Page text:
If you want to use mineral nutrients, I advise to cook a solution of organics such as tea leaves (spent or otherwise), coffee leftover or something alike, soak the biochar in the solution and let it dry up. Then mix with your fertilizer in such a way that most of the liquid is soaked up and apply it to soils quickly (in one day). Check the pH – too alkaline, put into alkaline soil, is not good, you lose the N.


We had a nice  nitrate retention against leaching when the biochar was coffee-liquid coated before it was put into the soil.


best, Claudia


Von: <> Im Auftrag von Paul S Anderson
Gesendet: Dienstag, 21. April 2020 00:04
Cc: Anderson, Paul <psanders@...>
Betreff: [EXTERN] Re: [Biochar] Minimal prep of biochar for gardens


Nando (and to the others who have replied),


Nothing special in my vegetable/ flower garden efforts.   Minimal effort.  What should be done (thinning and plucking lower sucker leaves) generally does not get done.   And not organic.


What about putting the biochar into a container and mixing in store-bought fertilizer.   With some water.   Let it sit for a week.   Then spread the biochar.    Any pros or cons to that?




Doc / Dr TLUD / Paul S. Anderson, PhD --- Website:

         Email:  psanders@...       Skype:   paultlud

         Phone:  Office: 309-452-7072    Mobile & WhatsApp: 309-531-4434

Exec. Dir. of Juntos Energy Solutions NFP    Go to: 

Inventor of RoCC kilns for biochar and energy:  See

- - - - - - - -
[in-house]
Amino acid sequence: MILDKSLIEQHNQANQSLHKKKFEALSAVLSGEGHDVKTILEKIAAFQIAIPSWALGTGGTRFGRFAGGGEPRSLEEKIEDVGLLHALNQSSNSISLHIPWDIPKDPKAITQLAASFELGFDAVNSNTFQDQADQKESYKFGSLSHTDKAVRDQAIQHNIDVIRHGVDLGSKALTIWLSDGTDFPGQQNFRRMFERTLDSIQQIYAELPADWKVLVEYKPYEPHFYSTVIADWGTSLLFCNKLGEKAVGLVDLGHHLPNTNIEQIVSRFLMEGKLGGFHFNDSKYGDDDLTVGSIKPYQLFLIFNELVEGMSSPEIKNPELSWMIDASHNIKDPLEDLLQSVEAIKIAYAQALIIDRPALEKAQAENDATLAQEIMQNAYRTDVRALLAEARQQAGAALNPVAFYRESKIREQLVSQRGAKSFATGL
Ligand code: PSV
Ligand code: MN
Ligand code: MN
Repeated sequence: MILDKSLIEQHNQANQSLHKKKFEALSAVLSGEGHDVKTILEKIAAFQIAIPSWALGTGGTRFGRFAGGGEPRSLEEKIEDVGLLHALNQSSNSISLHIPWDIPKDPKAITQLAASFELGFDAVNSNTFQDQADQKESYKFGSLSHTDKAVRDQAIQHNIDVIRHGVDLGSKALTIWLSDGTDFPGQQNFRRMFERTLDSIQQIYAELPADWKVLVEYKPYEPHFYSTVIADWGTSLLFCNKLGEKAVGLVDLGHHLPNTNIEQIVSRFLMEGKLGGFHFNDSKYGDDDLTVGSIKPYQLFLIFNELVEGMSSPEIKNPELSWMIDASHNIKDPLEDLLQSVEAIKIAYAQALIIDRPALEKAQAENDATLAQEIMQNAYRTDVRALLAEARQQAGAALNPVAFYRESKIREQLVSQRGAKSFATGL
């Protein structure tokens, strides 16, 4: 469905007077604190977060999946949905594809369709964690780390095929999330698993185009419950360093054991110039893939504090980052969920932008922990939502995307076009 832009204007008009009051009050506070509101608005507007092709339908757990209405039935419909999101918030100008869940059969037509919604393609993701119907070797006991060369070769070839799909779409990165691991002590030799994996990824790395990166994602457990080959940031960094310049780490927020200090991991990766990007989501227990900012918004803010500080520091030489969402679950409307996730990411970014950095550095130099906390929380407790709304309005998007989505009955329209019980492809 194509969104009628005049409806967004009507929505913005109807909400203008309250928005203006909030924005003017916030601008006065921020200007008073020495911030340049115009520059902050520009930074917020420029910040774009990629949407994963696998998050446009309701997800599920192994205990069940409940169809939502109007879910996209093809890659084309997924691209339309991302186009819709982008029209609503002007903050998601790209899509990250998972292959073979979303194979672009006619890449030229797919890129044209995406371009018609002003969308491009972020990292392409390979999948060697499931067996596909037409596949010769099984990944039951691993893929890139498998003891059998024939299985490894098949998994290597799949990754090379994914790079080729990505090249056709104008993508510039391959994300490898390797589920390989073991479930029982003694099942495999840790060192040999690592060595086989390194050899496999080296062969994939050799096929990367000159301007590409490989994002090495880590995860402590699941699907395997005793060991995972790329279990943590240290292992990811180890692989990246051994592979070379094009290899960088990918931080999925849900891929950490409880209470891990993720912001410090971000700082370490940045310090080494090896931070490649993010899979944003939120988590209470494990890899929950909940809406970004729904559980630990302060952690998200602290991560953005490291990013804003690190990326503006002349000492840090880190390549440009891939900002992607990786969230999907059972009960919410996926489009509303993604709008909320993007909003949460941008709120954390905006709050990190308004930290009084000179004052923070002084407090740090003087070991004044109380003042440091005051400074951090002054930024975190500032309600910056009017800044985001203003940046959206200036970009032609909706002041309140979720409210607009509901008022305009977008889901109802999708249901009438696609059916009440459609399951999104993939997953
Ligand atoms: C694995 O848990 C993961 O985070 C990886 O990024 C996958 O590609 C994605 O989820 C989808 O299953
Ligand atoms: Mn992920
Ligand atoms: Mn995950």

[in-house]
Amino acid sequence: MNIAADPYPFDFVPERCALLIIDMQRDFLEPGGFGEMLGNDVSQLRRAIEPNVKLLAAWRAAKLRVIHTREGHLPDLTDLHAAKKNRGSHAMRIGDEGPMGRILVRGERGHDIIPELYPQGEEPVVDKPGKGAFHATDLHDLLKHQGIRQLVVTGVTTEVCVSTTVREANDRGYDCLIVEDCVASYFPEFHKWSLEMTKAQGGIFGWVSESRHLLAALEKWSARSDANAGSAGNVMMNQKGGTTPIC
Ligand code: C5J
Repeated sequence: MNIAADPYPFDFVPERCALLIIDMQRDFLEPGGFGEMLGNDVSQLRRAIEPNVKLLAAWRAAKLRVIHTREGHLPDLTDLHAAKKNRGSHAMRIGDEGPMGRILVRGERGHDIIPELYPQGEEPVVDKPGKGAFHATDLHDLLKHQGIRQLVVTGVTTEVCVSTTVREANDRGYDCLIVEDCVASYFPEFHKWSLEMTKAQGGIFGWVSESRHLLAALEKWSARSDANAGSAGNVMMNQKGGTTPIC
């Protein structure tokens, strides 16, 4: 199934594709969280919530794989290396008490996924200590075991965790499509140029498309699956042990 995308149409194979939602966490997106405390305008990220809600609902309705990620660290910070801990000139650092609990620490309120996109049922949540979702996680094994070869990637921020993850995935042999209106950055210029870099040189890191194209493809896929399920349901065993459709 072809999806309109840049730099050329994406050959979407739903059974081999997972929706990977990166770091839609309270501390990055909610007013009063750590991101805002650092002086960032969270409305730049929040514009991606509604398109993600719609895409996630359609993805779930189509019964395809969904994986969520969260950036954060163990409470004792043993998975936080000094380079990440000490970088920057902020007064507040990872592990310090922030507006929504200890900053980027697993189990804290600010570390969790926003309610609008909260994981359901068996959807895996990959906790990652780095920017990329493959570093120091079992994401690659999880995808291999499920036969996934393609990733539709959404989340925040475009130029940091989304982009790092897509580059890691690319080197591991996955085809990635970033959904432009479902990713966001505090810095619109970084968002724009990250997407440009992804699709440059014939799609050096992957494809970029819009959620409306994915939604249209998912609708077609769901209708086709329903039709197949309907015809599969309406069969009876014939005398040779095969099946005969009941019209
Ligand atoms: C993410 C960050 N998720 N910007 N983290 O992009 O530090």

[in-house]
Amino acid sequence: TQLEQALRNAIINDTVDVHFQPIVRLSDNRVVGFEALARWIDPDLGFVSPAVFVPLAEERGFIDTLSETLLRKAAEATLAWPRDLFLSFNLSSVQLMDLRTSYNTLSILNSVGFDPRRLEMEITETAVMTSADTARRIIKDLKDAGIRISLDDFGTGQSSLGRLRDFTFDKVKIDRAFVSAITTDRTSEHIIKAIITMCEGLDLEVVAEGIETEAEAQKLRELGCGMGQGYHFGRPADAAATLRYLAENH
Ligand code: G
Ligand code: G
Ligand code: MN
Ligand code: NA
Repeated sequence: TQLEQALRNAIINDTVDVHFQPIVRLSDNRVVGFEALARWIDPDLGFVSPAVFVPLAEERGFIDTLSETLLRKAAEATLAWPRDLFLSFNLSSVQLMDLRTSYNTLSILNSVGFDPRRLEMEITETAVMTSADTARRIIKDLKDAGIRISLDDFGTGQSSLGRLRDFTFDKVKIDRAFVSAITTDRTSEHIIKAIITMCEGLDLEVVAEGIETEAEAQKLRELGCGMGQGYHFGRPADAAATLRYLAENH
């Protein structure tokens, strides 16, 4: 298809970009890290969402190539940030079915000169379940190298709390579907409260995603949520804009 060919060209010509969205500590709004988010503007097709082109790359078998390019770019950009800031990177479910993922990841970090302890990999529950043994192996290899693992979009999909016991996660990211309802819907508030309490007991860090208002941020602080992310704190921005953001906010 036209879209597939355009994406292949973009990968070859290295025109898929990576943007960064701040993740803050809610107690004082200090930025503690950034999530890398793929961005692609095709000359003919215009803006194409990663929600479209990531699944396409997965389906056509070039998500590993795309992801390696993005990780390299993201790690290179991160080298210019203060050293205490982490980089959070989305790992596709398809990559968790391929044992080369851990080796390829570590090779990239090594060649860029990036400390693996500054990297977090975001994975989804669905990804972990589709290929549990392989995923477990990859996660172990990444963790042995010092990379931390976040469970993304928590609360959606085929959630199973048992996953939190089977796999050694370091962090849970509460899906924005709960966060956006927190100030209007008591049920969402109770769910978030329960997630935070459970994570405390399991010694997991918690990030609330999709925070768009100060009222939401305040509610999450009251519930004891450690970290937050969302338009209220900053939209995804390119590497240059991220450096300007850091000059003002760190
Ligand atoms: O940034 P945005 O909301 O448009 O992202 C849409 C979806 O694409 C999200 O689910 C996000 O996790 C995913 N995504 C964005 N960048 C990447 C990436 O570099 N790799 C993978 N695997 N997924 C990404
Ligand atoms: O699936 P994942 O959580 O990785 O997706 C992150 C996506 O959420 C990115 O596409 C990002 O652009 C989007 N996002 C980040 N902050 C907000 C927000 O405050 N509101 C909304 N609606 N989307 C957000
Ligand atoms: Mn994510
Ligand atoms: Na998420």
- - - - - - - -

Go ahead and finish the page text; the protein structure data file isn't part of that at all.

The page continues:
Author of “A Capitalist Carol” (free digital copies at

         with pages 88 – 94 about solving the world crisis for clean cookstoves.


From: <> On Behalf Of Nando Breiter via
Sent: Monday, April 20, 2020 10:57 AM
Subject: Re: [Biochar] Minimal prep of biochar for gardens


[This message came from an external source. If suspicious, report to abuse@...]



I'm curious. What do you normally do when preparing a garden bed? Are you following a more conventional path in terms of fertilization or using permaculture techniques?


I assume your char is produced at a higher rather than lower temperature range, correct? If so, it may have a tendency to adsorb and retain nutrients from the soil solution in a way that will not be plant available, deep in the pores, particularly if the particle size is not reduced to a rather fine powder, as the internal pore structure will be more developed in a higher temperature char. I suspect that once a mineral is trapped "deep" in a pore, deeper than say 50 microns or so (the depth to which the soil solution seems to circulate more freely as evidenced by the depth to which microbes survive in pores) it is much more likely to remain unavailable to plants, particularly as these pores become clogged over time.